drainage is provided and work done
with the sidewalks. This is too large a
project for us to do by ourselves", he
said.
The Commission was unanimous-
ly receptive to the idea, but Mayor
Frank Pate pointed out there would
need to be considerable consideration,
given to how it would be paid for.
"You know, the only source of money
we have is taxes and if you are
agreeable to being taxed for the
project, we have no problem at all".
He went on to point out there may be
serious objections "from the property
owner down on 16th Street, helping to
( pay for rejuvenating Reid Avenue",
Mayor Pate pointed out.
He explained the options were to
place a special tax on merchants in
the downtown area or gain approval of
residents for the City to involve itself
on the expense side of the project.
Taylor explained the merchants
had already put money into the
project, hiring engineers to come up


Discuss Details for Revitalizing Downtown Area


with concepts of what could be done
with the area and to present ideas in
the form of drawings of suggestions
for beautifying the street. "We have
displayed these drawings and have
received very positive reactions from
everyone", Taylor said.
Commissioner James B. Roberts
suggested the City Commission meet
with downtown merchants to discuss
the methods of financing the project
and "see how committed they are to fix
up the street. If they are interested in


the project, we should help and they
should pledge to fix up their buildings
if the street is dressed up", Roberts
said.
As a result of Roberts suggestion,
the Commission will meet in a special
session with merchants Tuesday of
next week, at 8:00 p.m., in the Fire
Station to talk about possibilities for
financing the project.
APPROVE CHANGE ORDERS
The Commission approved a


change order, agreeing to a proposal
by Altair Maintenance Service to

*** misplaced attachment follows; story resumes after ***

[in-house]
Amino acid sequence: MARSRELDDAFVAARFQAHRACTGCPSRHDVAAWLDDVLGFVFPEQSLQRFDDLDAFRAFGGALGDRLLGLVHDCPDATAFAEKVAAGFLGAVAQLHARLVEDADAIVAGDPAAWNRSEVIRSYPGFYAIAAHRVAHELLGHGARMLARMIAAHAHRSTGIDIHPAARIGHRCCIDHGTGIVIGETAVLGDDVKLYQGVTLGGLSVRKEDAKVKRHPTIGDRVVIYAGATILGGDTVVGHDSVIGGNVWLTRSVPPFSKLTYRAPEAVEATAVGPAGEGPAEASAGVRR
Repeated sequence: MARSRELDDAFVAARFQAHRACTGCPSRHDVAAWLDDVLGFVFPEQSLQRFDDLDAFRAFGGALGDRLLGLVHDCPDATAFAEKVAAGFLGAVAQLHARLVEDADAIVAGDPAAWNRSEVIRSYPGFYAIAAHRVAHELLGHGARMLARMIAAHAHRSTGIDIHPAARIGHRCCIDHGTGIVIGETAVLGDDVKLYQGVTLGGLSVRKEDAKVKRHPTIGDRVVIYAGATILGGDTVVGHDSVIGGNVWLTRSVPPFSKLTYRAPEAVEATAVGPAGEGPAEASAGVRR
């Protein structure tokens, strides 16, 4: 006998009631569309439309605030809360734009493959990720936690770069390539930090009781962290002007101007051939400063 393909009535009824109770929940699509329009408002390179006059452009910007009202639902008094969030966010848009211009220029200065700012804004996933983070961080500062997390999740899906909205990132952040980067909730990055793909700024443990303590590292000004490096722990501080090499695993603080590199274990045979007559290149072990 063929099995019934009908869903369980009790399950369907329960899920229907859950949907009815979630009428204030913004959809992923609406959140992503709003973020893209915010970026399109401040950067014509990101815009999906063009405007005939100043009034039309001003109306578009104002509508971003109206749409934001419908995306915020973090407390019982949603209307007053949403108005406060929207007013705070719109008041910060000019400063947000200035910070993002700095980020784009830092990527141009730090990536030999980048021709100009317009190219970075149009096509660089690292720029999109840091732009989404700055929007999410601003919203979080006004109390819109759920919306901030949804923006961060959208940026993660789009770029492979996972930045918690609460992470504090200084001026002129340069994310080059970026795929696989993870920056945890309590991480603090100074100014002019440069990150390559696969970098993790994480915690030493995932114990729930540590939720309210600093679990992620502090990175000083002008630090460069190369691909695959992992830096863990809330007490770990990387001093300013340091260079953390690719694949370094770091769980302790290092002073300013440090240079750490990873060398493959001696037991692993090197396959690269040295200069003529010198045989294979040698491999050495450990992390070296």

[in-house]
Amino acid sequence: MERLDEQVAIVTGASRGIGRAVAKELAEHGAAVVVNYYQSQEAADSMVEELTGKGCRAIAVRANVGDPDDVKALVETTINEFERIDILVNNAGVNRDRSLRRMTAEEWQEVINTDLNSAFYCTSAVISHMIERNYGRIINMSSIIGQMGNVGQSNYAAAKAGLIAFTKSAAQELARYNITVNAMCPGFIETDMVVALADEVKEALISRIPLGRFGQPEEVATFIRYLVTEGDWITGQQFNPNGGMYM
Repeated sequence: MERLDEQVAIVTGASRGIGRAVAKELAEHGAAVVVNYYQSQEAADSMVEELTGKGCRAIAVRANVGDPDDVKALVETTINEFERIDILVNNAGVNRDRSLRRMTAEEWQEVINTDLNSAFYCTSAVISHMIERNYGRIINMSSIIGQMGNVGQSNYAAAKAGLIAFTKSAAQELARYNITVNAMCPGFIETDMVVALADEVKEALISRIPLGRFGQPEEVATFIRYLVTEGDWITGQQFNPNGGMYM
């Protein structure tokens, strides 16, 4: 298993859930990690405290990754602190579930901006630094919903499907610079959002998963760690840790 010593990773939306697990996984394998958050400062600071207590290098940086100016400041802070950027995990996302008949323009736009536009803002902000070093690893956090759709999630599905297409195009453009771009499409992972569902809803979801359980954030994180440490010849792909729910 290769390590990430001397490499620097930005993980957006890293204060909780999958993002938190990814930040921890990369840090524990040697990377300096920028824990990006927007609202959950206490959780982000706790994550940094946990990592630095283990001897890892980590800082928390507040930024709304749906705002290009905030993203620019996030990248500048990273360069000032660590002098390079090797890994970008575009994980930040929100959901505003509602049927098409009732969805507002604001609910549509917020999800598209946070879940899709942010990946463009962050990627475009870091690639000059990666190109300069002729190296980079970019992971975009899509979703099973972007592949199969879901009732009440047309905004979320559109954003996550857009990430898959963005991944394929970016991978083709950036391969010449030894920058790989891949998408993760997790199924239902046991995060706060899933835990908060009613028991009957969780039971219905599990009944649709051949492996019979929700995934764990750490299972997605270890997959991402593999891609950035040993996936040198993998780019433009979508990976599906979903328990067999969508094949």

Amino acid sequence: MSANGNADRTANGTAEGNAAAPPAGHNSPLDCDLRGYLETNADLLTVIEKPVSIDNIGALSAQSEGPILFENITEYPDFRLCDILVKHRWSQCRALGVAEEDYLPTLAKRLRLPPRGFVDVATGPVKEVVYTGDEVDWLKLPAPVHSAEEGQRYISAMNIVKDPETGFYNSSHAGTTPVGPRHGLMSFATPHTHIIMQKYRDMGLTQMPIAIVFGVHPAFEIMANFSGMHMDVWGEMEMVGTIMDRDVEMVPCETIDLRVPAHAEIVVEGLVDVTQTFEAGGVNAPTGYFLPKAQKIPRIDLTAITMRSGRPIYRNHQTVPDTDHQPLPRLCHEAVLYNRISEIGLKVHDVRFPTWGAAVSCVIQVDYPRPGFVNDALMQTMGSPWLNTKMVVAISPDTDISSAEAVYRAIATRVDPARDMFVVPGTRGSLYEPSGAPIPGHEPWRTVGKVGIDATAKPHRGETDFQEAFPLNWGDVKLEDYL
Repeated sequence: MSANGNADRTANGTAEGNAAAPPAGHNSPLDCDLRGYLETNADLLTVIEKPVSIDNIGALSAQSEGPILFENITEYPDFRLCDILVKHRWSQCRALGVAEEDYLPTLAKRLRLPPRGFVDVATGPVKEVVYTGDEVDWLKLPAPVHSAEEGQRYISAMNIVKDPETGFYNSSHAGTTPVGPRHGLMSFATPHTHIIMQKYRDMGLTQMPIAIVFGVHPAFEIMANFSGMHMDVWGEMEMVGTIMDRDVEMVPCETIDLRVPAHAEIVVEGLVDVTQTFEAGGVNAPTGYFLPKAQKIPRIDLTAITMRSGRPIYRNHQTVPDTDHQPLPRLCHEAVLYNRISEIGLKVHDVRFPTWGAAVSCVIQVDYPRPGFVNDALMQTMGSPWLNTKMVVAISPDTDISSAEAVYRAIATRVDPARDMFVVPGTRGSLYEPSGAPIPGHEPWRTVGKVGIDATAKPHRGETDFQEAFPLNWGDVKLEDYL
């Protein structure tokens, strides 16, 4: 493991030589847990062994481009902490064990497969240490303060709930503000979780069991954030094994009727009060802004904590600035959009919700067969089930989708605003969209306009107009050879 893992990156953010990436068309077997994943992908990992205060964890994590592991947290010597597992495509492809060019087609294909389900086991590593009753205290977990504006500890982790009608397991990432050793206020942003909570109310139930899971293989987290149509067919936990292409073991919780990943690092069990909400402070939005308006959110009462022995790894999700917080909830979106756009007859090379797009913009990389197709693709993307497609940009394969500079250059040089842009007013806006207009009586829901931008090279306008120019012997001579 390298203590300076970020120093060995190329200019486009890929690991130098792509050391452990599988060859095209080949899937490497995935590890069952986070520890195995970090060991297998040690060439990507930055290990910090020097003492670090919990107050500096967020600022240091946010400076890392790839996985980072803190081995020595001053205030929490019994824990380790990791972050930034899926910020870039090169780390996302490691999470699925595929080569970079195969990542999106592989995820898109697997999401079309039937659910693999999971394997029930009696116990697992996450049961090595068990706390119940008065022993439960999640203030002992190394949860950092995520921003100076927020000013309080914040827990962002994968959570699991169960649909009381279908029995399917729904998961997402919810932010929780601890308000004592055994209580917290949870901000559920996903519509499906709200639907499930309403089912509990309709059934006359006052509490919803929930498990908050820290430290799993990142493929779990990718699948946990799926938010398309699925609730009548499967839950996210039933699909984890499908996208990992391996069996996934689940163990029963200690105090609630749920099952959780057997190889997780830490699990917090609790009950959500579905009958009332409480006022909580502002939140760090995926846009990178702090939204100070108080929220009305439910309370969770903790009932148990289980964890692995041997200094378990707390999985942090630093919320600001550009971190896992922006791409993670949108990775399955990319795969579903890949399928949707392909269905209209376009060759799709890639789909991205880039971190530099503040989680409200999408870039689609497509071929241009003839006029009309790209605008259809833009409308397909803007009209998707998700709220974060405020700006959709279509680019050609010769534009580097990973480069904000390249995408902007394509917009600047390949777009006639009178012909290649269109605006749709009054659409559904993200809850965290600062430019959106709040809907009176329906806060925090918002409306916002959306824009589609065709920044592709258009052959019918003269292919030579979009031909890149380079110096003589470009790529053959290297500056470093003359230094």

perform repairs not listed in their
contract for rehabilitating several of
the older sewer mains insidethe City.
Altair said they have found a
particularly bad situation on Long
Avenue in. the vicinity of Ninth Street
where extensive work is needed on the
mains, but is not included in their
contract. The firm also recommended
inmnediate repairs to four manholes
I (Continued on Page 3)


Reid Avenue, in Port St. Joe, is considered "Main in revitalizing the street as a first step toward refur-
Street" and is getting into a pretty dilapidated condition fishing all of the downtown area of Port St. Joe.
according to the Merchants' Association. They want help -Star photo


Dead Lakes Dam In Hands of DE


It will still be at least six months
before a ruling is finally handed down
by the courts affecting the future of
the Dead Lakes dam.
Official hearings, conducted by
the Department of Environmental
Regulations, held in Panama City and
Blountstown last week, fulfilled an
obligation by DER to hold a public
hearing on whether or not it should
issue a permit for removal of the
controversial dam, or deny it.
The DER, along with the North-
west Florida Water Management
District, issued permits for removal
of the dam last year, but objections by


supporters of the dam, claiming the
lack of a public hearing on the matter,
caused DER to rescind its decision to
give the permit until it had held the
hearing. That was the hearing, held
last week, in which both opponents
and proponents for the dam had their
official say as to why the dam should
or should not be removed.
The hearing didn't plow any new
ground in the three year old contro-
versy, with those opposing removal of
the dam being mostly property
owners along the shores of the lake
and those advocating the dam's
demise, saying it is ruining the Dead


Lakes and causing damage to the
lakes fisheries, disturbing the ecology
of the -area in the process.
VOTED TO REMOVE
It was just a little more than three
years ago, when voters of both
Calhoun and Gulf Counties voted
overwhelmingly to have the dam
taken out, so the lakes would return to
their normal state of surging and
receding water lines, which have been
described as serving as a flushing
action to keep the Lakes active.
Opponents of the dam also claim the
impoundment structure also disturbs
the natural migration of spawning


Police, Sheriff Say


Keep Your ATV


Off Road RW's


It's spring time and more and
more, Johnnie and Suzie are going
to pester mom and dad about riding
their three-wheeler, their go-cart,
or their four-wheeler.
The small toy-like vehicles are
everywhere to be seen these days
and are becoming more and more
popular with kids of all ages-in-
cluding grown kids.
The increased use of the three-
wheelers, four-wheelers and go-
carts, especially on the little-travel-
led roads, the beaches and shoul-
ders of roads is fast becoming a
nuisance and an enforcement pro-
blem say Sheriff Al Harrison and
Police Chief Bob Maige.
The two say the increased use of